[This post originally appeared on LinkedIn]
Author: Risa Khamsi
Published: May 2nd, 2020
I've spent the entirety of my twenties working in the service industry, with one brief stint as a veterinary assistant somewhere in between. I always yearned for a “real job” and fantasized about a Monday through Friday, nine to five lifestyle as I worked through countless holidays, weekends, and notably late nights. There was a reason for my job choices though, I had a personal goal of owning property, and I found that by working one (or two) cocktail serving jobs, I was able to make and save more than I would have in a full-time entry-level “professional” position. The fast cash combined with my hunger for homeownership kept me hooked until 2016, when I achieved my goal and purchased my own home at the age of 26. Sure, it took a substantial amount of sacrifice: eating nothing but cans of beans, declining countless invitations to fun-filled events, and living in a remarkably cheap, roach-infested apartment above a strip club with just enough room for a bed and a mini fridge – but I had accomplished what none of my similarly-aged peers in the Bay Area had, and I was certainly proud of myself.
After I had carried out my goal, I didn't have much of a reason to keep working in the service industry, but I developed new excuses as to why I wouldn't or couldn't work a nine to five job. These reasons included, but were not limited to: I would find it boring, I would tire of it quickly, I wouldn't be good at it, I can't sit still for that long, etc. The thing about all of these reasons is that they were, in fact, complete bullsh**t since I had never actually experienced working a nine to five job in my life. It took a PANDEMIC to make me pursue a career in tech sales because, now, both of my service industry jobs had closed “temporarily” with a debatable reopening date amongst plentiful other unknowns. As hard as it was to accept, I arrived at the conclusion that these were not only non-career-type jobs, they were also not pandemic-proof jobs that I could have the luxury of working from home.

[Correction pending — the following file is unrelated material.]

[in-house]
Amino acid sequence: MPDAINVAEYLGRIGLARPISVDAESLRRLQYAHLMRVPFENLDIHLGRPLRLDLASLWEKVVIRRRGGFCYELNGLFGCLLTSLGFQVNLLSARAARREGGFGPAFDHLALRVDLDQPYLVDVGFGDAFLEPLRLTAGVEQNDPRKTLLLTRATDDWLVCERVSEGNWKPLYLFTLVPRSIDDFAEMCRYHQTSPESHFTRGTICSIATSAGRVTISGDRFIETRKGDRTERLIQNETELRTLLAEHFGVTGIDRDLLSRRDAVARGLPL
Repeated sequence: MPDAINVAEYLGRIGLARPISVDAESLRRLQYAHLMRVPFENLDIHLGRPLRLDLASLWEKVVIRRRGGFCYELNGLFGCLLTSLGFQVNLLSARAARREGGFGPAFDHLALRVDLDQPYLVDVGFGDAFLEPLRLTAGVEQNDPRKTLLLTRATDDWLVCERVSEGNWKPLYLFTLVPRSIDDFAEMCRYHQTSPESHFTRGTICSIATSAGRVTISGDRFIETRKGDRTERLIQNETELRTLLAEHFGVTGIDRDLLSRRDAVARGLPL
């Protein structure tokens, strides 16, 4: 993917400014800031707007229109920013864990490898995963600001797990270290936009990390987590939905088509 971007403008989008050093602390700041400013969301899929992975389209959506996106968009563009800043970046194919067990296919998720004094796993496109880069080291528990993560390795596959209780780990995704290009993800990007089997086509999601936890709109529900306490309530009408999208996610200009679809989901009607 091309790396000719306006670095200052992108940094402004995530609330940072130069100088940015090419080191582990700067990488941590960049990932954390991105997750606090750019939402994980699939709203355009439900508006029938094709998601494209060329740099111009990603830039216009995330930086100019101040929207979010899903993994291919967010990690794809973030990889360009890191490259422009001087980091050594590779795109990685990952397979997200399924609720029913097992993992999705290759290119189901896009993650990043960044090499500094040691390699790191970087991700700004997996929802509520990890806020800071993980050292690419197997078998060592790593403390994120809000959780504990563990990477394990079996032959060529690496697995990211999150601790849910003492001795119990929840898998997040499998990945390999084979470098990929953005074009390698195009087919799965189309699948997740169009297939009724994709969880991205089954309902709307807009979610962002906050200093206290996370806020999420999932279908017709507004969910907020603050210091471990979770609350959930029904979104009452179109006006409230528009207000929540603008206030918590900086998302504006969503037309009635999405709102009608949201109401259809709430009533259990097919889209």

After days of wallowing in self-pity and hopelessness, I had a lightbulb moment in which I accepted and embraced the following: although I couldn't control what was happening to public health, the state of the economy, and the abundance of layoffs, I could control my own thoughts, actions, and deeds. It was through this conclusion that I was able to actualize something that I had always dreamed of doing but never actually done, pursue a “real job,” and in this case it was by means of a tech sales bootcamp. In the Always Hired Sales Bootcamp I have surprised myself, the material is actually interesting to me, I am more than capable of executing the sales strategies and concepts, and I'm comprehending information better than I could have ever imagined! I have successfully transformed my excuses into accomplishments, and I am using CRM software and mastering how to get past the GK and get to the DM – acronyms that I found intimidating just a few months ago. If I have taken anything away from the beginning of my tech sales journey, it is that done is better than perfect. And maybe don't wait for a pandemic to pursue a career that you find intimidating or out of reach. ;)
What will you finally go after that you've always visualized for yourself during this downtime? Feel free to reach out and share your dreams with me!
Risa is now a Sales Development Representative at LeadIQ.
About AlwaysHired Sales Bootcamp
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